In order for organisms to learn and successfully repeat behaviours that result in survival of the individual and the social encounters necessary for survival of the species, certain brain mechanisms for motivation, emotion and executive control must be activated. Addiction occurs when these normal mechanisms become hijacked by particular substances. The common mechanism for this hijacking involves increased sensitivity to the neurotransmitter dopamine. Pleasurable behaviors including eating, drinking, music, video games, social and sexual interactions are all accompanied by dopamine release in an area deep in the frontal brain called the nucleus accumbens. Substances that are abused also directly or indirectly activate this area, but psychostimulants, opiates, ethanol, cannabinoids and nicotine all result in bursts of dopamine release 3 to 5 times greater than that provided by normal reinforcers.
Dopamine release in this brain area flags whatever produced this dopamine spike as worth attending to, and any cues associated with it as worth learning. This is the normal brain mechanism which promotes learning of the behaviours necessary for survival. Initial bursts of dopamine during successful behaviours causes positive reinforcement and results in the longterm structural changes in synapses and dendritic spines which underlie learning. The mechanism works as it should if the organism learns, for example, where food is available. The problem arises with the supra-physiological amounts of dopamine produced by addictive substances. This learning of drug associated cues and pleasurable feelings leads to addiction.
Sensitization of the nucleus accumbens occurs during this addiction process. Drugs, alcohol and nicotine can restructure the synaptic pathways so they stimulate more dendrites than previously, but other normal reinforcers stimulate fewer dendrites. This action hijacks motivational processes and the person becomes focused only on the drug. Now the brain is sensitized to the drug cues and any reminder of the drug can cause craving and drug seeking even in abstinent former users. Cues associated with the drug such as paraphernalia or even specific places and people increase anticipatory activity in the sensitized nucleus accumbens and related areas and bring back the craving.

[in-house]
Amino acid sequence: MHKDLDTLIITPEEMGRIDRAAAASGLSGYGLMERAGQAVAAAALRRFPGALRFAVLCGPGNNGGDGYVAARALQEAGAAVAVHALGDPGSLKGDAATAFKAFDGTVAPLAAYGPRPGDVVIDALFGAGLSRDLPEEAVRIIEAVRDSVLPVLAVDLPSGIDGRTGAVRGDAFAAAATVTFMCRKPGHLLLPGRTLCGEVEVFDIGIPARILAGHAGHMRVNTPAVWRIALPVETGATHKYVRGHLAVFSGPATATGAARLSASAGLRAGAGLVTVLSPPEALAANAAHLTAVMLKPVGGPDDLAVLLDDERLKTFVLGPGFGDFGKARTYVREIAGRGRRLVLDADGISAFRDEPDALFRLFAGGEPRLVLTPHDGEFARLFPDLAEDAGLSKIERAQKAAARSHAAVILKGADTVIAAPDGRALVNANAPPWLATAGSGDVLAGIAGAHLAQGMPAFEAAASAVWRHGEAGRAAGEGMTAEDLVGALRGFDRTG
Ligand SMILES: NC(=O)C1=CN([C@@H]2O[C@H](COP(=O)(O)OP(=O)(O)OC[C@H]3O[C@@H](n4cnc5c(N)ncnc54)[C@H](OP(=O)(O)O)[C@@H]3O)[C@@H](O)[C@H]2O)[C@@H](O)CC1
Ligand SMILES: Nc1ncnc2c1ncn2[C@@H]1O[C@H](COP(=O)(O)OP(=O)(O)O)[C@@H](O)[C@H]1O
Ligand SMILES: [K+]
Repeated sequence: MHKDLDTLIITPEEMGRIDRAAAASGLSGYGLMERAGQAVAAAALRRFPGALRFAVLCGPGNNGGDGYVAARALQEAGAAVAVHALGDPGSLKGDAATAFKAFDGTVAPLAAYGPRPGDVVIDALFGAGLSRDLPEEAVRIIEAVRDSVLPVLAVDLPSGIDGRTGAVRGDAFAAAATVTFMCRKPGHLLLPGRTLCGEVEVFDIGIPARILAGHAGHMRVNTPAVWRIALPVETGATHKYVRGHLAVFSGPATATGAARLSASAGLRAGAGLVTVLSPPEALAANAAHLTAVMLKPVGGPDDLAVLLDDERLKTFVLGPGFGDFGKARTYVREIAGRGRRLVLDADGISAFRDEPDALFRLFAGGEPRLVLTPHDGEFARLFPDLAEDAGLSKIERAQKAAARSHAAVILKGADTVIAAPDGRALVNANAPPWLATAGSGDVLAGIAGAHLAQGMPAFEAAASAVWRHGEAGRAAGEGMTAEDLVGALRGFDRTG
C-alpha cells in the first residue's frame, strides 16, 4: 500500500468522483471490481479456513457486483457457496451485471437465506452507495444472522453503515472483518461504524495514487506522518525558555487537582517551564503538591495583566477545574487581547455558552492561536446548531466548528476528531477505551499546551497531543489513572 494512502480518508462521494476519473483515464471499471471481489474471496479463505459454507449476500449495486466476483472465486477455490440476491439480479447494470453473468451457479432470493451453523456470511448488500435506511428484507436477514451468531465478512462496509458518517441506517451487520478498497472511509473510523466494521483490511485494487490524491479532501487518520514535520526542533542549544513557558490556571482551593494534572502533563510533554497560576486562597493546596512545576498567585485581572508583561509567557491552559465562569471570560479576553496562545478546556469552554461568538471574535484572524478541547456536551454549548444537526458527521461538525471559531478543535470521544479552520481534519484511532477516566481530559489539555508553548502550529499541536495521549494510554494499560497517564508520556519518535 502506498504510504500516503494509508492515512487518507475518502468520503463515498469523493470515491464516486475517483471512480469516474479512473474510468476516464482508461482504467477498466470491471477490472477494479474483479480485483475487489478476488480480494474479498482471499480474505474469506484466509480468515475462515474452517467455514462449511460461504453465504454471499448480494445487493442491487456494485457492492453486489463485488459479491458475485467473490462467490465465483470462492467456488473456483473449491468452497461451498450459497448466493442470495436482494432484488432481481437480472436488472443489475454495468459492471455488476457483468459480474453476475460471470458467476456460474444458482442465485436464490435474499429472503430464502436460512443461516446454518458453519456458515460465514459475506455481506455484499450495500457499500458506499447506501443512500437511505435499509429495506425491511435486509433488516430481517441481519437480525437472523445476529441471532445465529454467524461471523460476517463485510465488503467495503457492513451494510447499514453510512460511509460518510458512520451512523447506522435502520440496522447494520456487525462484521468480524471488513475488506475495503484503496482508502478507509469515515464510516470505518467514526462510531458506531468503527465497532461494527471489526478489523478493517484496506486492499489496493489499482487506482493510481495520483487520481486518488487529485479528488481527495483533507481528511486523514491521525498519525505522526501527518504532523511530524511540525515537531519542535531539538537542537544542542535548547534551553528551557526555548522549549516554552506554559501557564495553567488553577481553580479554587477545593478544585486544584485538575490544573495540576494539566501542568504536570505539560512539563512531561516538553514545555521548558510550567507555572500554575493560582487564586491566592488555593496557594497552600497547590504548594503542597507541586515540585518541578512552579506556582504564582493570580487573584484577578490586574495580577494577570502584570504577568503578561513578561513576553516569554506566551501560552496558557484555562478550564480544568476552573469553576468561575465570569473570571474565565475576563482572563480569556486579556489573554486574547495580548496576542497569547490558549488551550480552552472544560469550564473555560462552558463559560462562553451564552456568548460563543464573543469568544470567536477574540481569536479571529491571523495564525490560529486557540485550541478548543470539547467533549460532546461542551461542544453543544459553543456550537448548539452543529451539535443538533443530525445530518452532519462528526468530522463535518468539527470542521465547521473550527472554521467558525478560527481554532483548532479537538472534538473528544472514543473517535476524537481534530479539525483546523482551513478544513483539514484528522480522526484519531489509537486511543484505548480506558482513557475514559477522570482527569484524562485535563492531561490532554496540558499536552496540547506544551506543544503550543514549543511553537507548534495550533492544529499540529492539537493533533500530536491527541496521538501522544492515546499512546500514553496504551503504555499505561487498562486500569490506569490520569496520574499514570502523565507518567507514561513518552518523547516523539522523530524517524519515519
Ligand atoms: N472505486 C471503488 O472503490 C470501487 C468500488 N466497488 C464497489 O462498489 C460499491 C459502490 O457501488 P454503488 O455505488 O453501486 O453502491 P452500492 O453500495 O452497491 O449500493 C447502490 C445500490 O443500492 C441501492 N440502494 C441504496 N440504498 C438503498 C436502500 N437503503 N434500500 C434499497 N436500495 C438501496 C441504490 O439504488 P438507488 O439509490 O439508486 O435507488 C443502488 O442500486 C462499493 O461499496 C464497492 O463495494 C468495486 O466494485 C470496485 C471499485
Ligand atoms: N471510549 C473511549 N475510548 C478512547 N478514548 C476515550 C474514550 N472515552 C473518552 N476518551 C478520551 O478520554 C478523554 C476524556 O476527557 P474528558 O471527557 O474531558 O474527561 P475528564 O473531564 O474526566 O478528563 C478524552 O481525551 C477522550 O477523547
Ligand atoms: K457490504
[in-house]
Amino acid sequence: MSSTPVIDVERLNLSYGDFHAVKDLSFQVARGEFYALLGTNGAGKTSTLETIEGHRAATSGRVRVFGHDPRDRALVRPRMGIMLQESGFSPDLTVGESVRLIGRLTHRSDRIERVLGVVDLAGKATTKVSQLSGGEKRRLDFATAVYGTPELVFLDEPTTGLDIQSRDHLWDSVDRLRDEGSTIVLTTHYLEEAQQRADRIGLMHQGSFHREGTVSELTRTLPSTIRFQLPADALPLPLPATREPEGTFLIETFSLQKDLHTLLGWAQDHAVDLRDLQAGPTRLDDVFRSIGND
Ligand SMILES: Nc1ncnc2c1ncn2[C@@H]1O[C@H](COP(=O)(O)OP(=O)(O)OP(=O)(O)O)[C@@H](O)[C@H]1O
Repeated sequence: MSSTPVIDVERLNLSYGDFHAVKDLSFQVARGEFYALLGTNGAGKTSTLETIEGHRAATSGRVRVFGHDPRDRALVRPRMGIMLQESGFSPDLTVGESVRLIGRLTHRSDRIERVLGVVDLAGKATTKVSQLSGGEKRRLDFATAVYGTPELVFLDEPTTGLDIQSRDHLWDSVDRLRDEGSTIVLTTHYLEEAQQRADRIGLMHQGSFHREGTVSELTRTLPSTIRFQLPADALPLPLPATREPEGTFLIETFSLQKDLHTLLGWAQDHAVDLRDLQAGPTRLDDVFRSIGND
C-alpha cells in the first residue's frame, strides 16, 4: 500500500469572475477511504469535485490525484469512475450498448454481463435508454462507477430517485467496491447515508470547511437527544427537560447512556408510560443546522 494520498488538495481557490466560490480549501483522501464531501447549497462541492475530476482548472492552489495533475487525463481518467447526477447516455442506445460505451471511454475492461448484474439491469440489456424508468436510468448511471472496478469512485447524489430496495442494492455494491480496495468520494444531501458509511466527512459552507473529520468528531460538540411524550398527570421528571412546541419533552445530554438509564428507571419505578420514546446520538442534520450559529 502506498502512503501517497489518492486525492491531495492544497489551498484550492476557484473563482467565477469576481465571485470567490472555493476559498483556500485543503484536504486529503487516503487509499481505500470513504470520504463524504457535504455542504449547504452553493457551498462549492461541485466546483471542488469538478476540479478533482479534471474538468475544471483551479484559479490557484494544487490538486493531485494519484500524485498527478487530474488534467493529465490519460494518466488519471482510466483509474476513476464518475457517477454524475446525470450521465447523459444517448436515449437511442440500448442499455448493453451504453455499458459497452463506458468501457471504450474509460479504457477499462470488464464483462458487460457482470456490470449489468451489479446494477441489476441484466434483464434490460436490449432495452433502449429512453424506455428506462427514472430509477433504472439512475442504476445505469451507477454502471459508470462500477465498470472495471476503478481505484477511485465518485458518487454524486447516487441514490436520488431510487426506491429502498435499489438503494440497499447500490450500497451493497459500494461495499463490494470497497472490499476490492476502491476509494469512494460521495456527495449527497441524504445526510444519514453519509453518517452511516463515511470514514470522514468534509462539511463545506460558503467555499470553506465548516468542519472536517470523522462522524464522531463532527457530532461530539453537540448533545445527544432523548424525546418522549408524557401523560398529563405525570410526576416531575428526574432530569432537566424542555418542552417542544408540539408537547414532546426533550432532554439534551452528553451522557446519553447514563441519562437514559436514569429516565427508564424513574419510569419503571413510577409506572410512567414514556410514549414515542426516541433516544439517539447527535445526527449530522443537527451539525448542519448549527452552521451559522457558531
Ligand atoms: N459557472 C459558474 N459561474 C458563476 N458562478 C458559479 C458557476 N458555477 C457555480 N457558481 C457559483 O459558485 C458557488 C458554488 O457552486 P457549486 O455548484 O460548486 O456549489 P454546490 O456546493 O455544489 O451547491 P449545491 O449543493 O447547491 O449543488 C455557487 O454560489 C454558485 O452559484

Now we have set the stage for long-term changes in motivation, emotion and executive control of behavior that occur in addiction. Due to physiological adaptation to the high levels of dopamine, chronic use leads to a decrease in the subjective feeling of pleasure provided by the drug by a mechanism referred to as tolerance. Tolerance means an increasingly greater amount of the drug is necessary to produce the same “high”. Eventually drug users seek to avoid the distress, irritability and restlessness of the withdrawal symptoms produced when dopamine release in the accumbens is decreased if they do not continue to take the drug regularly. To prevent withdrawal with its resulting negative sensations and feelings, individuals become focussed on compulsively seeking more of the drug. Thus, in addition to changes in motivation, there are changes in emotional mechanisms. The memory of reinforcement also decreases the activity in the cortical executive circuits which normally provide inhibitory control over all adult behaviour and allow us to make wise decisions. Thus ability to regulate behaviour thus becomes impaired due to altered cortical control circuits.
~ Dr. Judith Toronchuk, Neuropsychologist
https://www.youtube.com/watch?v=EKkUtrL6B18 Hacking of the American Mind, Dr. Robert Lustig, His book: The Hacking of the American Mind: the science behind the corporate takeover of our minds and bodies.
https://www.youtube.com/watch?v=o0b7pEuE-eg&t=12s Bill Newsome January 31 @ UBC Of Two Minds: a Neuroscientist Balances Science and Faith
This is where the fulcrum of our fears lie: that humans as a species and we as thinking people, will be shown to be no more than a machinery of atoms. The crisis of our confidence springs from each person’s wish to be a mind and a person in the face of the nagging fear that one is only a mechanism.
~Jacob Bronowski, Mathematician, Biologist and Historian of Science
Further Reading on Neuroscience and Mind-Body Issues:
Craver, C.F., (2007). Explaining the Brain: mechanisms and the mosaic unity of neuroscience. Oxford.
Nagel, T., What is it like to be a bat?; (2012) Mind and Cosmos.
Brown, W.S. & Strawn, B.D. (2012). The physical nature of Christian life: Neuroscience, psychology and the church. NY: Cambridge University Press.